Sunday, 19 February 2012

What to see: Treasures from the Royal Collection, Oslo

As previously mentioned the government’s present to the King and Queen for their 75th birthdays is six exhibitions of treasures from the Royal Collection to be shown in various locations throughout the country. The first of these was presented to the King and Queen at an event at the Museum of Decorative Arts and Design in Oslo last Wednesday and will be on show there until 26 August.
This first exhibition is titled “Royal Journeys 1905-2005” and shows items from the Royal Collection related to various forms of journeys undertaken by the members of the present dynasty since its establishment in 1905, which at the same times reflects the wide range of the Royal Collection.
The exhibition is divided into four rooms, of which the museum’s great hall is dedicated to coronations and consecrations and the journeys across the country undertaken in connection with these ceremonies. The pièce de résistance of this room is the magnificent coronation coach made for the coronation of King Haakon VII and Queen Maud in 1906 and not seen in public since 1940. In this room one will also find Queen Maud’s spectacular coronation gown together with the dresses worn by Princess Astrid and Queen Sonja for the consecrations of 1958 and 1991, as well as the uniforms worn by King Haakon, King Olav and King Harald for the ceremonies in 1906, 1958 and 1991.
One room is dedicated to King Haakon and Queen Maud, and includes a mountain of luggage symbolising the fifty suitcases with which Queen Maud travelled. Here are also the young Princess Maud’s sketchbook and photographs made during her first visit to her future kingdom in 1893, items related to the royal election of 1905 and the new King and Queen’s departure from Denmark and arrival in Norway along with uniforms, dresses, orders and gifts from their state visit, all illustrated throughout with photos and video footage.
The next room focuses on King Olav and Crown Princess Märtha, but also includes World War II. Particularly dominant in this room are the sumptuous gifts King Olav received on state visits to exotic countries such as Iran and Thailand. The final room deals with the current King and Queen and the journeys they have undertaken within and without Norway since their accession 21 years ago.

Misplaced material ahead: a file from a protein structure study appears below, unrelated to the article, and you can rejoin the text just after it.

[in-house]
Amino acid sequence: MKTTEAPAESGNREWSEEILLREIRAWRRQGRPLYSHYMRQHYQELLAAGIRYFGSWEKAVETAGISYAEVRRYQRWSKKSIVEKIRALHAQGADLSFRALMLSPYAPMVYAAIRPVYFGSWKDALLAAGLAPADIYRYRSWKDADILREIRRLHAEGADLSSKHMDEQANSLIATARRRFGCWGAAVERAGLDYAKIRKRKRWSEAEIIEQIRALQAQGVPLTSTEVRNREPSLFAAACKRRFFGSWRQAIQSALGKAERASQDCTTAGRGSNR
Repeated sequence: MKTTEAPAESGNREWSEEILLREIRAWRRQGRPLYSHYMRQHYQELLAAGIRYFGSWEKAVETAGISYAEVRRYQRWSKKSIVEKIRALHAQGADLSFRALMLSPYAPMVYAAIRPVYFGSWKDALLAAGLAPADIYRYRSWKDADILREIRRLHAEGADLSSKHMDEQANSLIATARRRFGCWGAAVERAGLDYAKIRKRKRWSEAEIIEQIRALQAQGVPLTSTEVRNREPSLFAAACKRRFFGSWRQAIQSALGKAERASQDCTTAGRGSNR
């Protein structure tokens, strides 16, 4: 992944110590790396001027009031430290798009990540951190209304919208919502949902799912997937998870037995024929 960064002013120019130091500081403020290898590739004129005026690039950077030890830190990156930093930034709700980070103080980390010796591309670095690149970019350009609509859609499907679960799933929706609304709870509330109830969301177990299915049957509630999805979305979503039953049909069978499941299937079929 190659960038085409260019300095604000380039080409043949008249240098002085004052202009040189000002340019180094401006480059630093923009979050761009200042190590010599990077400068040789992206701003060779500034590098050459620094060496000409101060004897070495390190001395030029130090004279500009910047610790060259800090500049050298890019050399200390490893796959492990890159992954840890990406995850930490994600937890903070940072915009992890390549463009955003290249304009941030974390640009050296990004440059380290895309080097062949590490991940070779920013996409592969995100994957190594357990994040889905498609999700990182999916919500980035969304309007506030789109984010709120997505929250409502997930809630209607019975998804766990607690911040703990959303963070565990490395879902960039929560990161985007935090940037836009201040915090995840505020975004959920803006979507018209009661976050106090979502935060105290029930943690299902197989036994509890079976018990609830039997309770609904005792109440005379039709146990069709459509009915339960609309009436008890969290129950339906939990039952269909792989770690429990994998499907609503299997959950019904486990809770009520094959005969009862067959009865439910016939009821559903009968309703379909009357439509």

The photos above show some of the many diverse items included in this exhibition. The first photo shows the coronation coach, followed by Queen Maud’s coronation gown and Ida Lorentzen’s painting of the consecration of King Harald and Queen Sonja.
The fourth picture shows the Grand Cross of the Russian Order of St Catherine, set with diamonds, which was given to the then Princess Maud of Britain on the occasion of her cousin Grand Duchess Xenia of Russia’s wedding in 1894. The fifth photo is of a gold casket given to King Haakon and Queen Maud by the Corporation of the City of London during their state visit to Britain in 1906.
The sixth photo shows an electrical Cadillac which Crown Prince Olav was given by his doting grandmother, Queen Alexandra of Britain. Next is Per Palle Storm’s bust of Crown Princess Märtha, followed by her miniature medals and family orders.
The ninth picture shows the blanket and pillow used by King Haakon during the campaign of 1940. Then comes presents given to King Olav during a Thai state visit, a detail of the royal table set for the return dinner during the official visit to Denmark in 2005 and finally a bust given to the King and Queen by Nelson Mandela on his last visit to Norway that same year.


  1. Wonderful photos. I think I perhaps saw at least Queen Mauds coronation gown last summer in Monte Carlo. The Norwegian room was one of the best of that royal exhibition. I think I will use some of my Eurobonus point for a trip to Oslo this coming summer to see this exhibition and possibly visit the Royal Palace. I have been so many times to Oslo but never been able to visit the Palace.

    Martin Rahm

    1. Yes, Queen Maud's coronation gown was indeed loaned to the Monaco exhibition last summer. I think Norway had actually made some very good loans to that exhibition, including not only the coronation dress, but also the splendid Viking silver and Gabriel Kielland's coronation painting from Stiftsgården in Trondheim.

      I am perhaps a bit biased, but I would say both the exhibition and the Royal Palace are well worth visiting - following the restoration the Palace is now one of the best examples of Nordic empire style. This year it will be open from Saturday 23 June to Wednesday 15 August.

      Do drop me a note if you do come to Oslo, so that we may perhaps meet if I am myself in Oslo at that time.

  2. TY for the photo's, I can't travel due to severe back and circulation problems, these photo's are just wonderful!!!!!!!!!!!

  3. TY so much for the photo's they are just wonderful. Severe back problems prevent me from traveling, seeing these phot's is allmost like coming to Norway

  4. Dear Trond Norén Isaksen, a very interesting blog. Our gallery will be holding the Royal Portraits exhibition in London, and I would like to ask you a couple of questions. Could you please email me back



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